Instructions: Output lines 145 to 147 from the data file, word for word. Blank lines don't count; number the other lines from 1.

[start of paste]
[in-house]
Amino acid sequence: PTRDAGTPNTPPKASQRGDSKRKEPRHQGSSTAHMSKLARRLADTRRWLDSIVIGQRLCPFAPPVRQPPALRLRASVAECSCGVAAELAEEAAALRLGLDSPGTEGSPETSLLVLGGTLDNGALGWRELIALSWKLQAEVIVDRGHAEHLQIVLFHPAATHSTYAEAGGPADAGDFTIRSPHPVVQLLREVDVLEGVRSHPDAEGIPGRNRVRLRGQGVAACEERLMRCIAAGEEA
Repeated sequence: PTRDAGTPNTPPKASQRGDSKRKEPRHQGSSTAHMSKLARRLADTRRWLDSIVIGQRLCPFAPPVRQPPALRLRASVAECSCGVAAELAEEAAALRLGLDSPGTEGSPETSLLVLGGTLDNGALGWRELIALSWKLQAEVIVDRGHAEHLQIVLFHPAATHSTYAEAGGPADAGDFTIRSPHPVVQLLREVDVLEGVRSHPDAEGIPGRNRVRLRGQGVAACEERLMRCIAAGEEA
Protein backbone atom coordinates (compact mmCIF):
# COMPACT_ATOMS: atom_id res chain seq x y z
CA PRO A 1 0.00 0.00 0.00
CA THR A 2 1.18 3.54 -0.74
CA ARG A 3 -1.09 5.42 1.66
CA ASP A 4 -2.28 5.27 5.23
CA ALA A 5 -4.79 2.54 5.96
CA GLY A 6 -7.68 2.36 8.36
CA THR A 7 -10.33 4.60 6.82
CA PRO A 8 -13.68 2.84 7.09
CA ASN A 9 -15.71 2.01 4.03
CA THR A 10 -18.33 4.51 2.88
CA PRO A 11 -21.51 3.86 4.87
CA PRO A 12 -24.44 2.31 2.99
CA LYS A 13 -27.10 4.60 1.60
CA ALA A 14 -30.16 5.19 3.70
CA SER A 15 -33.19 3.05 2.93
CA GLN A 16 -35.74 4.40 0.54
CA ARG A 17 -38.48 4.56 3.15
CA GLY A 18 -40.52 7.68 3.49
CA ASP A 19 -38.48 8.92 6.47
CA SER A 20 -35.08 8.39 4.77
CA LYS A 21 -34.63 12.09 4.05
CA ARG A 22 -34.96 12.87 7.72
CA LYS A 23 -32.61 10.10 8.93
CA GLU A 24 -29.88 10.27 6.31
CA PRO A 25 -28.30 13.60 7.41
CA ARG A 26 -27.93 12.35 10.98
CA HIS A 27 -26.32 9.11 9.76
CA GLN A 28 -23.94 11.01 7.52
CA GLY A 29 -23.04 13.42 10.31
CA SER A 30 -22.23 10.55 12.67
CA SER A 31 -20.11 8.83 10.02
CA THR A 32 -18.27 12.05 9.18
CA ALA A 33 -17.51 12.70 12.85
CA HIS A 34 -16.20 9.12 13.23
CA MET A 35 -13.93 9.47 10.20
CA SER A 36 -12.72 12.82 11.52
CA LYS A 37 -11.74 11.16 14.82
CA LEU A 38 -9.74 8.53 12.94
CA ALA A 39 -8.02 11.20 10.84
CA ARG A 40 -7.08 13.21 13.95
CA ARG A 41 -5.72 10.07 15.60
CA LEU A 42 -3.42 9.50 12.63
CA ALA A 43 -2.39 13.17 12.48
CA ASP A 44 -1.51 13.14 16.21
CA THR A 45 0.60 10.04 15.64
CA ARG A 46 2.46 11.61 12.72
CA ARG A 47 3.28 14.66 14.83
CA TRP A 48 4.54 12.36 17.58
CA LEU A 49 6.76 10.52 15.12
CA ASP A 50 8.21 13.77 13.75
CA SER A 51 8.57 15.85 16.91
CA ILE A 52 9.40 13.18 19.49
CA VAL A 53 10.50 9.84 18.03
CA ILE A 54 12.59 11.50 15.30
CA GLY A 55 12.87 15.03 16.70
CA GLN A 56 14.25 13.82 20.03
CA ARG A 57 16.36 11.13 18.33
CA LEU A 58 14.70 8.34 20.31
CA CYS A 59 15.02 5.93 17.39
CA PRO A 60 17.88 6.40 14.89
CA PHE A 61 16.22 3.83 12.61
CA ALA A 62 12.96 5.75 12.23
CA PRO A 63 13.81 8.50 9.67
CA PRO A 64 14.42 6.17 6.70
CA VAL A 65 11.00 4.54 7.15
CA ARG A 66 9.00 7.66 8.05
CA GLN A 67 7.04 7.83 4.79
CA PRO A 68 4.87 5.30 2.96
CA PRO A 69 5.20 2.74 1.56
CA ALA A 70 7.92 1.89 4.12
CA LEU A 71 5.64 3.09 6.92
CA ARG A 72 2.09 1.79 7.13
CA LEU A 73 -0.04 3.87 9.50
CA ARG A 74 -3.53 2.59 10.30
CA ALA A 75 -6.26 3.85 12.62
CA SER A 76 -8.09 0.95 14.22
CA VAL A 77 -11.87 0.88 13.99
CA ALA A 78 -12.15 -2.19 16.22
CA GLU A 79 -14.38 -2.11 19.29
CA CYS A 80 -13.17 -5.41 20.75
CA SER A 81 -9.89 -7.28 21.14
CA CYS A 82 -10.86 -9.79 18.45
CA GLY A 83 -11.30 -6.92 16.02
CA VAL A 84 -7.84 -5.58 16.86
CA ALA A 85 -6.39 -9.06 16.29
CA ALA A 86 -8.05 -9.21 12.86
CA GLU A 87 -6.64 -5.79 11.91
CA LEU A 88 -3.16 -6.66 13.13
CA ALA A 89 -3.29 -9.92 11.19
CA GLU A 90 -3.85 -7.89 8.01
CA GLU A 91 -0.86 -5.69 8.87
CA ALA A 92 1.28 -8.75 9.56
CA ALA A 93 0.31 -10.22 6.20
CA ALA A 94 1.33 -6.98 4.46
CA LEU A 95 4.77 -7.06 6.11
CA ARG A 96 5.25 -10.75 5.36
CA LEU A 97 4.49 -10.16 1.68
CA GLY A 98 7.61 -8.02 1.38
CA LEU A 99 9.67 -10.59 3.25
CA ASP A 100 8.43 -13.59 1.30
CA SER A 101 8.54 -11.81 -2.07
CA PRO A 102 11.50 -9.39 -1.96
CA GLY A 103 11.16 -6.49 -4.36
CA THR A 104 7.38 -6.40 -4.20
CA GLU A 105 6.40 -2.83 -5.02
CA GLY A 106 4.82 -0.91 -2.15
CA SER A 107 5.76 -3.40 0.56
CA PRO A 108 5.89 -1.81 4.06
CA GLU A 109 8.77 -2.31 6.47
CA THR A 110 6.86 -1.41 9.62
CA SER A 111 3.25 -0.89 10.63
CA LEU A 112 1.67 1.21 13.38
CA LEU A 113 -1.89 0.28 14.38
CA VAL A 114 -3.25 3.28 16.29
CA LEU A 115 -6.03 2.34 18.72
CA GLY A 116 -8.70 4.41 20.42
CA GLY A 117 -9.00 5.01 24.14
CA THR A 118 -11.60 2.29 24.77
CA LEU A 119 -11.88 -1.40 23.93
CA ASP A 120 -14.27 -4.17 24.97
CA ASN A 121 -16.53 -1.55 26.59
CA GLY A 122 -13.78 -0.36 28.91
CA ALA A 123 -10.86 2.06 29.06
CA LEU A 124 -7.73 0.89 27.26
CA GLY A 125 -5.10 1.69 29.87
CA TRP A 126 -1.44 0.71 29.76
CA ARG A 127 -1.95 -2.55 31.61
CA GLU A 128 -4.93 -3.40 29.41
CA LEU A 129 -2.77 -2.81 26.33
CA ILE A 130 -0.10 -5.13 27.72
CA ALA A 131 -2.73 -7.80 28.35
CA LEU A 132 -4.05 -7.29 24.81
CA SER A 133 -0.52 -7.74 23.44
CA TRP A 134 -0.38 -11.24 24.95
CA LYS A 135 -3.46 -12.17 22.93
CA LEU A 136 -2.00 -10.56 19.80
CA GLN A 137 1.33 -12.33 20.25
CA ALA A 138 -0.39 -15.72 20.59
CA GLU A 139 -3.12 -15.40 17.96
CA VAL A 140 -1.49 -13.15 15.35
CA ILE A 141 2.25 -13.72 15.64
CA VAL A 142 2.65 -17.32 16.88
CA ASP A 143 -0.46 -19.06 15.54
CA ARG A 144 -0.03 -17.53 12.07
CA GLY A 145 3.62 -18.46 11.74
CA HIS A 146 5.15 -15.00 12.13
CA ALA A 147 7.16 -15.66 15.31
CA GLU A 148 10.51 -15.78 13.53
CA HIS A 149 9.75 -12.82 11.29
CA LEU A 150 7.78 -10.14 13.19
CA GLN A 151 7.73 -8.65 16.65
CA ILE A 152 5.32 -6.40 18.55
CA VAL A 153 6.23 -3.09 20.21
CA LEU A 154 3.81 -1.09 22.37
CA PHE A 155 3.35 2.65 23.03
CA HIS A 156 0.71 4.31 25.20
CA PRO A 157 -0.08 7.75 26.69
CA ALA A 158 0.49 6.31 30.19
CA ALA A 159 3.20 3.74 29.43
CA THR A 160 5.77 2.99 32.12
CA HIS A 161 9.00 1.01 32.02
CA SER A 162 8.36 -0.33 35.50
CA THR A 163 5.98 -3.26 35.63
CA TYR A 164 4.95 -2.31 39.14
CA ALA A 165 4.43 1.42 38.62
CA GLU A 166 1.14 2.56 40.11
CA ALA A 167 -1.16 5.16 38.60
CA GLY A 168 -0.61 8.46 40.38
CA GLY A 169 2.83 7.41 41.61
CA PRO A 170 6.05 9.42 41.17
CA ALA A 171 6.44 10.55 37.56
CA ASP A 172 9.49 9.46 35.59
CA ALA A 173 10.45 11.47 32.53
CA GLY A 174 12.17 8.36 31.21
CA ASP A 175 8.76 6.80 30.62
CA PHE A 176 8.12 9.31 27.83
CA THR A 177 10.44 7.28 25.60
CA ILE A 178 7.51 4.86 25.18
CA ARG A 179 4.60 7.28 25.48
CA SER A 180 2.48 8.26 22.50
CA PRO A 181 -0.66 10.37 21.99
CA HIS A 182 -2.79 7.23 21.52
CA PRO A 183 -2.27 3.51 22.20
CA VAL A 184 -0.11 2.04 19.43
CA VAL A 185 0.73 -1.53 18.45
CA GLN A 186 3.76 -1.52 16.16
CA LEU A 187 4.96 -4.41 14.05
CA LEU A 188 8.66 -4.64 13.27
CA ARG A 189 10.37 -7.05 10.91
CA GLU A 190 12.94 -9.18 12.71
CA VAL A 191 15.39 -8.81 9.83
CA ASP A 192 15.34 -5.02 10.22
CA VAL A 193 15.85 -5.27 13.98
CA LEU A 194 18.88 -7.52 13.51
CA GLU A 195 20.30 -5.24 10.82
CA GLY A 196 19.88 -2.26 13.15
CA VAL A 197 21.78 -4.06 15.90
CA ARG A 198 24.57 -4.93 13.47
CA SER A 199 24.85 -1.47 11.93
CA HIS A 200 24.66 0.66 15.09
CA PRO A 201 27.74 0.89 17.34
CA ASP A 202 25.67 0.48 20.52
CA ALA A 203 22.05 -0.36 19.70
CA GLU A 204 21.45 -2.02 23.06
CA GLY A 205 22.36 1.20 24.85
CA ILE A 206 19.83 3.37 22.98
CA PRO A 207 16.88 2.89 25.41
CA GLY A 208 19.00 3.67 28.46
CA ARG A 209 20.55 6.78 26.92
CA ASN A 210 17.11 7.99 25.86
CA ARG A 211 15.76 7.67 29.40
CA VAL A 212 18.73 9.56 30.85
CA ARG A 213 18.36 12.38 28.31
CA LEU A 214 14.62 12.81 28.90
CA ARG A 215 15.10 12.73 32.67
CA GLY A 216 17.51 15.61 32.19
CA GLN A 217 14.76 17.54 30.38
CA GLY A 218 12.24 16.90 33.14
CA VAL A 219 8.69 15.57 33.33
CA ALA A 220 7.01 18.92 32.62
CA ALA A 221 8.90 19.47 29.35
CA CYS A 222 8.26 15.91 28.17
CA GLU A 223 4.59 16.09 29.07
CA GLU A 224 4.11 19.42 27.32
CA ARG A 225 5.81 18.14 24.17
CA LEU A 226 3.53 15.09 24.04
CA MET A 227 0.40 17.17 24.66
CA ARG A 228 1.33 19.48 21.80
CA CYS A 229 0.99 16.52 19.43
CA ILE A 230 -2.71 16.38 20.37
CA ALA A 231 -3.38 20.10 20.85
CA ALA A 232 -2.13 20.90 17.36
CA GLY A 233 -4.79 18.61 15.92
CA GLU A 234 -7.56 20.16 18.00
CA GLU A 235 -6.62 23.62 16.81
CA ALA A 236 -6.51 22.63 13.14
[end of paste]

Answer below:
CA VAL A 140 -1.49 -13.15 15.35
CA ILE A 141 2.25 -13.72 15.64
CA VAL A 142 2.65 -17.32 16.88